If the Canadian government decides to make any changes enabling foreigners to own bigger stakes in one of its country's service providers, Canada's three largest service providers argue that the changes should be equal for both broadcasters and telecom operators.
During a parliamentary hearing yesterday, three of Canada's largest service providers--BCE, Rogers Communications and Telus--argued that every service provider should be part of the rule changing process because their networks carry multiple communications media, including everything from PSTN calls, video and broadband data.
"Fairness requires equal treatment for all Canadian carriers," said Michael Hennessy, senior vice-president of regulatory and government affairs at Telus during the hearing. "Parliament must recognize that communications today is an integrated business and you cannot effect change without changing the Telecommunications Act and parts of the Broadcasting Act at the same time."
These hearings are focused on whether the Canadian government could increase how much a foreign company could own a piece of a Canadian-based service provider. Proponents argue that by increasing foreign ownership, Canada will not only boost competition, but also create new jobs and facilitate technology innovation.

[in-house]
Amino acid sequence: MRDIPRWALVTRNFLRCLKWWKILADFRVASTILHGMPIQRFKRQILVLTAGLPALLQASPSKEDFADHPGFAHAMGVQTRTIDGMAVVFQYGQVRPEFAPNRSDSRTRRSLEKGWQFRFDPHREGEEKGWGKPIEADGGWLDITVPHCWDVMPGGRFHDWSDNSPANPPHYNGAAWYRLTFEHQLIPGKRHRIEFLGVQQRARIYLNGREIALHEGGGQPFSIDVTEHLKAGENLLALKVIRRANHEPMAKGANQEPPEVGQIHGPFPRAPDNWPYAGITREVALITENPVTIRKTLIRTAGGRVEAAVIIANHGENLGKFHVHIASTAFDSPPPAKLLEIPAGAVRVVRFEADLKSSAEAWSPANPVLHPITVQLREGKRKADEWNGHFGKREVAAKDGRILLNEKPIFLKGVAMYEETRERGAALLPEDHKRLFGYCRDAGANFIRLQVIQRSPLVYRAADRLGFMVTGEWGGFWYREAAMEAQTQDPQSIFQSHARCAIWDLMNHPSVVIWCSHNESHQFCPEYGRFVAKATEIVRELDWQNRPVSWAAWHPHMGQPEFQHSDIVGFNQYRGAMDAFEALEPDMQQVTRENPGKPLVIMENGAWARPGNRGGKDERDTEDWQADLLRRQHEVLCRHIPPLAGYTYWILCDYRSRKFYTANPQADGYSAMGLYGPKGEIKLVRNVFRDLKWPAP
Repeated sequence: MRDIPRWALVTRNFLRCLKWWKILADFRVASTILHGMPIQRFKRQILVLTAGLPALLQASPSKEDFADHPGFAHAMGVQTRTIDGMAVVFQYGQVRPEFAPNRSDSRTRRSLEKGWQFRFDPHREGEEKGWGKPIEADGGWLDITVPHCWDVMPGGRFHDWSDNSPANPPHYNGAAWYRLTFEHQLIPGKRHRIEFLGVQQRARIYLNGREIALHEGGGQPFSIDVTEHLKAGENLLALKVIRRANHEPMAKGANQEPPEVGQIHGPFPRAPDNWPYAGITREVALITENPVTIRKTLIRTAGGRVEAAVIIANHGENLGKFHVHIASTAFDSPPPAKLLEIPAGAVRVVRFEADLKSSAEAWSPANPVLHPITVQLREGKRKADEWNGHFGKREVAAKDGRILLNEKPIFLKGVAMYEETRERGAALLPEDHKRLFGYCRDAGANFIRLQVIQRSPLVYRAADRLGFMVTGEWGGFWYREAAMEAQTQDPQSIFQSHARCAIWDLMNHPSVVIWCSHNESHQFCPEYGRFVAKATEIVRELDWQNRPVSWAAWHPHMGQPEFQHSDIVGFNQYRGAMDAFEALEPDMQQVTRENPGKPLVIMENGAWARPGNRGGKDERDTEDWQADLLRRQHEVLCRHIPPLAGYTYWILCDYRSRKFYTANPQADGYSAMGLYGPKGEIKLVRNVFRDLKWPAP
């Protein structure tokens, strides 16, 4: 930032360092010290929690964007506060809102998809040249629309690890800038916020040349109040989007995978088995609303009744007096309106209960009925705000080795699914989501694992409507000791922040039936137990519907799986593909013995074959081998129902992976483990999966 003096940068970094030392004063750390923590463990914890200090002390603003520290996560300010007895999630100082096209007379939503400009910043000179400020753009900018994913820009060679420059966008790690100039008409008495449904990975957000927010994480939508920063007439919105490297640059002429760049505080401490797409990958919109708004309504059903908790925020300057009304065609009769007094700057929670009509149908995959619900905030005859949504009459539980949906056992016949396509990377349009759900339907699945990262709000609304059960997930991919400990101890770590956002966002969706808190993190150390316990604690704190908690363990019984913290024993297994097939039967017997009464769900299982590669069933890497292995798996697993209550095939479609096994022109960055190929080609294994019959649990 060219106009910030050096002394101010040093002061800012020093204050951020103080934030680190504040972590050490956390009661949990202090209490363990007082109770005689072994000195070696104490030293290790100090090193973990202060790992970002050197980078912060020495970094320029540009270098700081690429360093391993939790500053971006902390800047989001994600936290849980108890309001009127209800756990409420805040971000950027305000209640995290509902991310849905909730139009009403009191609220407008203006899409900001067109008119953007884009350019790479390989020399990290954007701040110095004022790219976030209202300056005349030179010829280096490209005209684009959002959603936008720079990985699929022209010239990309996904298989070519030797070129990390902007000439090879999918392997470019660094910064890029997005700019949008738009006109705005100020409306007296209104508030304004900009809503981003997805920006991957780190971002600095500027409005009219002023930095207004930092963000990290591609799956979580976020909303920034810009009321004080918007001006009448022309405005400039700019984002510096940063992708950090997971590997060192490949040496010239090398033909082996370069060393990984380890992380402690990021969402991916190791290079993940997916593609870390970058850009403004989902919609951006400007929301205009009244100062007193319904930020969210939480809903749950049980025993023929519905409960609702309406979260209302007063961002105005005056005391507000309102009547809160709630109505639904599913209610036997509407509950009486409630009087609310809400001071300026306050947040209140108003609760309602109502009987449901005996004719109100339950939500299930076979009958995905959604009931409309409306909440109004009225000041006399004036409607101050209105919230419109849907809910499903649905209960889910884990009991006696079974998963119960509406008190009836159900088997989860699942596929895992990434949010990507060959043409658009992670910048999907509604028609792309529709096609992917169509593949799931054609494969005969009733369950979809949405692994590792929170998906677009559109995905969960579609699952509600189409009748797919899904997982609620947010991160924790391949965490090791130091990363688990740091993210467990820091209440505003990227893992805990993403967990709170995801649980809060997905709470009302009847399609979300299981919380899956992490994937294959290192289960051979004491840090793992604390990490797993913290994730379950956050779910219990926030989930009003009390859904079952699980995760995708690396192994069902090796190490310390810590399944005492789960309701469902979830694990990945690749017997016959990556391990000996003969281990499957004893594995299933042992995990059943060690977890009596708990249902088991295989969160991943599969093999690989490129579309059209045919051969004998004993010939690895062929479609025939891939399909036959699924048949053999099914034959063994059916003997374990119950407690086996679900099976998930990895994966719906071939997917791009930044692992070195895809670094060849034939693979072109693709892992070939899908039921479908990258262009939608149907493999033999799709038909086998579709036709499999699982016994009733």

Fearing that Canadian companies would simply disappear if the rules were changed, foreign companies can only own 20 percent of a company's shares, while direct and indirect foreign control is capped at 46.7 percent. While Canadian Radio-television and Telecommunications Commission (CRTC) Chairman Konrad von Finckenstein also wants to foster greater competition, he believes that foreigners should not own more than a 49 percent stake in a Canadian telecom provider.
- Reuters has this article
Canada's telecom regulator puts kibosh on foreign ownership
Telus upgrades Vancouver network to challenge Shaw Cable
BCE funds broadband expansion with SkyTerra sale proceeds
Telus commits capital to Alberta wireline, wireless market
Telus' wireline revenues dip, but IP services continue to shine